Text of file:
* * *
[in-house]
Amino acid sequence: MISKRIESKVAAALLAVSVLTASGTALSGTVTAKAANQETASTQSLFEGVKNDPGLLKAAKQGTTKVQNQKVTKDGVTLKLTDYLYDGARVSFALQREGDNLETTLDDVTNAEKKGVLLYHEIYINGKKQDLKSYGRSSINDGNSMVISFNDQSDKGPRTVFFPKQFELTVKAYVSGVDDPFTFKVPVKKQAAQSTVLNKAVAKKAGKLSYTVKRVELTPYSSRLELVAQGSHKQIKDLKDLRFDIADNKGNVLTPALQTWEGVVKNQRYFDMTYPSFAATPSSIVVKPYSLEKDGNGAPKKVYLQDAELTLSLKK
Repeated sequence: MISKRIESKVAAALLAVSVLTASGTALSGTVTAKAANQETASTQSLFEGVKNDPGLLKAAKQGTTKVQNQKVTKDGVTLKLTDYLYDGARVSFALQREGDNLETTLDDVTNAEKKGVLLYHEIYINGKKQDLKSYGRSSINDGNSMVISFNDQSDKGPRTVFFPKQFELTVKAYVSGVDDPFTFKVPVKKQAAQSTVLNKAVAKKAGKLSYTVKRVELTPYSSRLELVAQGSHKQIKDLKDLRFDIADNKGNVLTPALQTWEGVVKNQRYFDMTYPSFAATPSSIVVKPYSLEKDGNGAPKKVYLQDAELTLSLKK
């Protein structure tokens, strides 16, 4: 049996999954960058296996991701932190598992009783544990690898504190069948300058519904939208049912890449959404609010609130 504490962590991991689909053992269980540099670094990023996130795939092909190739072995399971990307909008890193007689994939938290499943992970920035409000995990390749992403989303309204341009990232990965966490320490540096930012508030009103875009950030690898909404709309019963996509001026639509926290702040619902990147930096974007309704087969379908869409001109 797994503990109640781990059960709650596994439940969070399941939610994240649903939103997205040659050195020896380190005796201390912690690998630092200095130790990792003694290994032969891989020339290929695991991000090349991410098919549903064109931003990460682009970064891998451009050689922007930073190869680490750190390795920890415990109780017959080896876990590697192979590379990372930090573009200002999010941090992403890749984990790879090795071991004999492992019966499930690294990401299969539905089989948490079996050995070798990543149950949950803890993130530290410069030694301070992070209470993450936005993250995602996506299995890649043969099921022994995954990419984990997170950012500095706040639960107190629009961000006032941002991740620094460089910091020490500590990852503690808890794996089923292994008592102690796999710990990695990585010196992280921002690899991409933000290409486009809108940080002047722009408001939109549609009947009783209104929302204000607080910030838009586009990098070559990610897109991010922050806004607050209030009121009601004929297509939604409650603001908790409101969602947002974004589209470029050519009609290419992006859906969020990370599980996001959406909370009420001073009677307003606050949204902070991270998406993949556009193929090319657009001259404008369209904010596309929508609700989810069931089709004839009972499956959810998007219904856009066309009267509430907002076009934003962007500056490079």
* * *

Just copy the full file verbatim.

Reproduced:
[in-house]
Amino acid sequence: MISKRIESKVAAALLAVSVLTASGTALSGTVTAKAANQETASTQSLFEGVKNDPGLLKAAKQGTTKVQNQKVTKDGVTLKLTDYLYDGARVSFALQREGDNLETTLDDVTNAEKKGVLLYHEIYINGKKQDLKSYGRSSINDGNSMVISFNDQSDKGPRTVFFPKQFELTVKAYVSGVDDPFTFKVPVKKQAAQSTVLNKAVAKKAGKLSYTVKRVELTPYSSRLELVAQGSHKQIKDLKDLRFDIADNKGNVLTPALQTWEGVVKNQRYFDMTYPSFAATPSSIVVKPYSLEKDGNGAPKKVYLQDAELTLSLKK
Repeated sequence: MISKRIESKVAAALLAVSVLTASGTALSGTVTAKAANQETASTQSLFEGVKNDPGLLKAAKQGTTKVQNQKVTKDGVTLKLTDYLYDGARVSFALQREGDNLETTLDDVTNAEKKGVLLYHEIYINGKKQDLKSYGRSSINDGNSMVISFNDQSDKGPRTVFFPKQFELTVKAYVSGVDDPFTFKVPVKKQAAQSTVLNKAVAKKAGKLSYTVKRVELTPYSSRLELVAQGSHKQIKDLKDLRFDIADNKGNVLTPALQTWEGVVKNQRYFDMTYPSFAATPSSIVVKPYSLEKDGNGAPKKVYLQDAELTLSLKK
């Protein structure tokens, strides 16, 4: 049996999954960058296996991701932190598992009783544990690898504190069948300058519904939208049912890449959404609010609130 504490962590991991689909053992269980540099670094990023996130795939092909190739072995399971990307909008890193007689994939938290499943992970920035409000995990390749992403989303309204341009990232990965966490320490540096930012508030009103875009950030690898909404709309019963996509001026639509926290702040619902990147930096974007309704087969379908869409001109 797994503990109640781990059960709650596994439940969070399941939610994240649903939103997205040659050195020896380190005796201390912690690998630092200095130790990792003694290994032969891989020339290929695991991000090349991410098919549903064109931003990460682009970064891998451009050689922007930073190869680490750190390795920890415990109780017959080896876990590697192979590379990372930090573009200002999010941090992403890749984990790879090795071991004999492992019966499930690294990401299969539905089989948490079996050995070798990543149950949950803890993130530290410069030694301070992070209470993450936005993250995602996506299995890649043969099921022994995954990419984990997170950012500095706040639960107190629009961000006032941002991740620094460089910091020490500590990852503690808890794996089923292994008592102690796999710990990695990585010196992280921002690899991409933000290409486009809108940080002047722009408001939109549609009947009783209104929302204000607080910030838009586009990098070559990610897109991010922050806004607050209030009121009601004929297509939604409650603001908790409101969602947002974004589209470029050519009609290419992006859906969020990370599980996001959406909370009420001073009677307003606050949204902070991270998406993949556009193929090319657009001259404008369209904010596309929508609700989810069931089709004839009972499956959810998007219904856009066309009267509430907002076009934003962007500056490079």